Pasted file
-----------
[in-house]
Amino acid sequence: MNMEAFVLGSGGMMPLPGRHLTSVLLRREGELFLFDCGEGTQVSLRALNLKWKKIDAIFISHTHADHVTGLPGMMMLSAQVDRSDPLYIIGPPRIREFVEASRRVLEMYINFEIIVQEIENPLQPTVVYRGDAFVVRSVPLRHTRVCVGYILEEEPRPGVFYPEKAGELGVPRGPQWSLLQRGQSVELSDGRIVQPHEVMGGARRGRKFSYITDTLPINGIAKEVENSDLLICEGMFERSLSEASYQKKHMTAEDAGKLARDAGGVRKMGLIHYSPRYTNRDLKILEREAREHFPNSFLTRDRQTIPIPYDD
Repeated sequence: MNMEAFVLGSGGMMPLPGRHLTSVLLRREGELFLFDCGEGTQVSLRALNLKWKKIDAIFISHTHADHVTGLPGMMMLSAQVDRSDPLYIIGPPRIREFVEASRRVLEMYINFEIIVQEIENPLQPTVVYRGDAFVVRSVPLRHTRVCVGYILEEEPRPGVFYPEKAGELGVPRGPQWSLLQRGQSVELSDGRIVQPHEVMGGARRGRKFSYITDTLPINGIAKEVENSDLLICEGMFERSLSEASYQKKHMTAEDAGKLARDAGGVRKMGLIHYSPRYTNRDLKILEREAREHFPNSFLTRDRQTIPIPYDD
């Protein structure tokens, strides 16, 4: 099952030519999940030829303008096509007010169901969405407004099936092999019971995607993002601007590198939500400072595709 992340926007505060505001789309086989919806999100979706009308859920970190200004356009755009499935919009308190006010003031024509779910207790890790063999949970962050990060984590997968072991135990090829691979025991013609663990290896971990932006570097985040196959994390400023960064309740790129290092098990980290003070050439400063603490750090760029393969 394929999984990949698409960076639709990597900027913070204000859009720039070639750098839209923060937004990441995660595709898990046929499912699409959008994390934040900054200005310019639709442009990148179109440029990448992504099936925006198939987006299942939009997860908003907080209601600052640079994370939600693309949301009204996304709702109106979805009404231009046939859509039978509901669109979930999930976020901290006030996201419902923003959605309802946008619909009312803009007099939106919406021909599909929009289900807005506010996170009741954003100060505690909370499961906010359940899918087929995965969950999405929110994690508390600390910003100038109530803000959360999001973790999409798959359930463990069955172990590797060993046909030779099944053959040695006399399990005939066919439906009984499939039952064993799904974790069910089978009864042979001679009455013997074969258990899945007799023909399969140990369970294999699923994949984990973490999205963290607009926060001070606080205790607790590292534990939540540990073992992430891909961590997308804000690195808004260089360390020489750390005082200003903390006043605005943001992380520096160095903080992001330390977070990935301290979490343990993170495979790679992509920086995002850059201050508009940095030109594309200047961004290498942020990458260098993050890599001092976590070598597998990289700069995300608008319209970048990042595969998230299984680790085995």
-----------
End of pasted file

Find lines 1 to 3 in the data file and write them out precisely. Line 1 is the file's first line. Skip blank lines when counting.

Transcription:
[in-house]
Amino acid sequence: MNMEAFVLGSGGMMPLPGRHLTSVLLRREGELFLFDCGEGTQVSLRALNLKWKKIDAIFISHTHADHVTGLPGMMMLSAQVDRSDPLYIIGPPRIREFVEASRRVLEMYINFEIIVQEIENPLQPTVVYRGDAFVVRSVPLRHTRVCVGYILEEEPRPGVFYPEKAGELGVPRGPQWSLLQRGQSVELSDGRIVQPHEVMGGARRGRKFSYITDTLPINGIAKEVENSDLLICEGMFERSLSEASYQKKHMTAEDAGKLARDAGGVRKMGLIHYSPRYTNRDLKILEREAREHFPNSFLTRDRQTIPIPYDD
Repeated sequence: MNMEAFVLGSGGMMPLPGRHLTSVLLRREGELFLFDCGEGTQVSLRALNLKWKKIDAIFISHTHADHVTGLPGMMMLSAQVDRSDPLYIIGPPRIREFVEASRRVLEMYINFEIIVQEIENPLQPTVVYRGDAFVVRSVPLRHTRVCVGYILEEEPRPGVFYPEKAGELGVPRGPQWSLLQRGQSVELSDGRIVQPHEVMGGARRGRKFSYITDTLPINGIAKEVENSDLLICEGMFERSLSEASYQKKHMTAEDAGKLARDAGGVRKMGLIHYSPRYTNRDLKILEREAREHFPNSFLTRDRQTIPIPYDD